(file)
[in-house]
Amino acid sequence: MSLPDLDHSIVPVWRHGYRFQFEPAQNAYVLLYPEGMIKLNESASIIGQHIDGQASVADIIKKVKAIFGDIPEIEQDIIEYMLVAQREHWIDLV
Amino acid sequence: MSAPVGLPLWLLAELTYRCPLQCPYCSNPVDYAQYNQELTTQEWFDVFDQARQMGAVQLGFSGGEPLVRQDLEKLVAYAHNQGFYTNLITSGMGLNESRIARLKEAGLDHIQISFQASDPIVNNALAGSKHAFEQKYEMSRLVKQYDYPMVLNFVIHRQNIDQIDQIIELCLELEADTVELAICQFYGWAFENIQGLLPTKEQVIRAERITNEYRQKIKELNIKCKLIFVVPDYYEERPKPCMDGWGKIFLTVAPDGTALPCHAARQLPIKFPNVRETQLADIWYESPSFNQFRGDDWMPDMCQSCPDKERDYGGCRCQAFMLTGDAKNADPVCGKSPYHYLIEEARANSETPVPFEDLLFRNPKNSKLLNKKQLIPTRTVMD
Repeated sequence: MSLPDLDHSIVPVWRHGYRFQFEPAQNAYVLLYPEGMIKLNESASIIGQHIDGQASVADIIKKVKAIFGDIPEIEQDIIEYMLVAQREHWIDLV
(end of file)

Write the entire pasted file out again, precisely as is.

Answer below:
[in-house]
Amino acid sequence: MSLPDLDHSIVPVWRHGYRFQFEPAQNAYVLLYPEGMIKLNESASIIGQHIDGQASVADIIKKVKAIFGDIPEIEQDIIEYMLVAQREHWIDLV
Amino acid sequence: MSAPVGLPLWLLAELTYRCPLQCPYCSNPVDYAQYNQELTTQEWFDVFDQARQMGAVQLGFSGGEPLVRQDLEKLVAYAHNQGFYTNLITSGMGLNESRIARLKEAGLDHIQISFQASDPIVNNALAGSKHAFEQKYEMSRLVKQYDYPMVLNFVIHRQNIDQIDQIIELCLELEADTVELAICQFYGWAFENIQGLLPTKEQVIRAERITNEYRQKIKELNIKCKLIFVVPDYYEERPKPCMDGWGKIFLTVAPDGTALPCHAARQLPIKFPNVRETQLADIWYESPSFNQFRGDDWMPDMCQSCPDKERDYGGCRCQAFMLTGDAKNADPVCGKSPYHYLIEEARANSETPVPFEDLLFRNPKNSKLLNKKQLIPTRTVMD
Repeated sequence: MSLPDLDHSIVPVWRHGYRFQFEPAQNAYVLLYPEGMIKLNESASIIGQHIDGQASVADIIKKVKAIFGDIPEIEQDIIEYMLVAQREHWIDLV